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Statue of Christ at Waltham church beheaded


  • The damaged statue of the Sacred Heart of Jesus is pictured outside St. Charles Borromeo Church in Waltham. Courtesy photo
  • The head and hand that have been broken off are placed at the foot of the statue. Courtesy photo

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WALTHAM -- In the evening of May 2, a member of St. Mary Parish notified the parish priests that the statue of the Sacred Heart of Jesus, located outside St. Charles Borromeo Church on Hall Street, had been damaged.

When the priests arrived, they found the statue's head and hand detached. They notified the police and brought the head and hand to the rectory for safekeeping.

"We asked the Lord to forgive us and anyone who may have done this or allowed it to happen," the pastor, Father Michael Nolan, said in a letter printed in the parish bulletin the weekend of May 8-9.

The day after the discovery, the priests canvassed the neighborhood for information. They learned that on May 1 a small group of people had been lingering around the church lawn for a few hours.

Father Nolan said they need to determine whether it was "an intentional attack on Christ, the Church, and the Catholic community in Waltham."

"If something was done unintentionally, there is still a responsibility to let the church know what happened. That is basic justice and humanity," he said in his letter.

In the past year, he noted, there have been 67 confirmed attacks on Catholic churches in the United States, including graffiti, arson, and, in Florida, driving a car into a church.

In a May 7 interview, Father Nolan said that damaging the statue was "a sacrilegious act, no matter what, because (it was) the misuse of a holy image or an attack on a holy image." However, he said, there was still a question of whether it was intentional.

"I don't think there's evidence confirming that. But I think it needs to be ruled on because there have been attacks going on against churches and images," he said.

In his bulletin letter, Father Nolan said, "If whoever did this has emotional or psychological problems or is suffering from demonic possession, we want to offer help and healing. If this was done intentionally, we want to help them before they go to God because the Lord is just and does not like attacks on His Church. It is a great opportunity for repentance, restitution, and forgiveness."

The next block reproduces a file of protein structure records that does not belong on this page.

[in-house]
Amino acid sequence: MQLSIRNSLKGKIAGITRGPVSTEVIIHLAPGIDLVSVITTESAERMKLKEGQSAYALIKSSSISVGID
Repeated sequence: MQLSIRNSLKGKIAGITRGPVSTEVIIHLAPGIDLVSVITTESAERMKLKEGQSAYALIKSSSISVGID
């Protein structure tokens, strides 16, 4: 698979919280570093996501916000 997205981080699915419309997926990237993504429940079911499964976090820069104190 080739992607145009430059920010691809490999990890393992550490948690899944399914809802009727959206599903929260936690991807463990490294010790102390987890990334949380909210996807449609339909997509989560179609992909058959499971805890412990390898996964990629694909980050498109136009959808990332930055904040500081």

Father Nolan closed his letter with prayer and a promise to keep the community updated when they have more information.

"We will make sure to honor the Sacred Heart of Jesus and make reparation for the vandalism and all our sins against the Lord," he said.

The Waltham incident is the latest of several acts of vandalism directed at Boston-area Catholic properties in the past year.

In March, door locks were sealed with an unknown putty at St. Teresa of Calcutta Church and St. John Paul II Catholic Academy in Dorchester and St. Monica Church in South Boston. A statue of the virgin Mary was also toppled at St. Monica's.

In August 2020, fires were set outside two of the doors of Sacred Heart Church in Weymouth in an apparent act of arson. And in July 2020, a city garbage container was placed over the head of a statue of the Virgin Mary at St. Teresa in Dorchester in two separate incidents and a statue of Mary at the nearby St. Peter's Parish was burned.

In a statement released following the Waltham incident, C.J. Doyle, executive director of the Catholic Action League of Massachusetts, said, "When the League began tracking these crimes in 2012, they occurred, on average, about once a year. Now, they are being perpetrated at an average of one a month. The numbers quadrupled between 2016 and 2020, and have now quadrupled again between 2020 and 2021. I think it is quite reasonable to say that we are facing a growing epidemic of Catholic church vandalisms in the Bay State."

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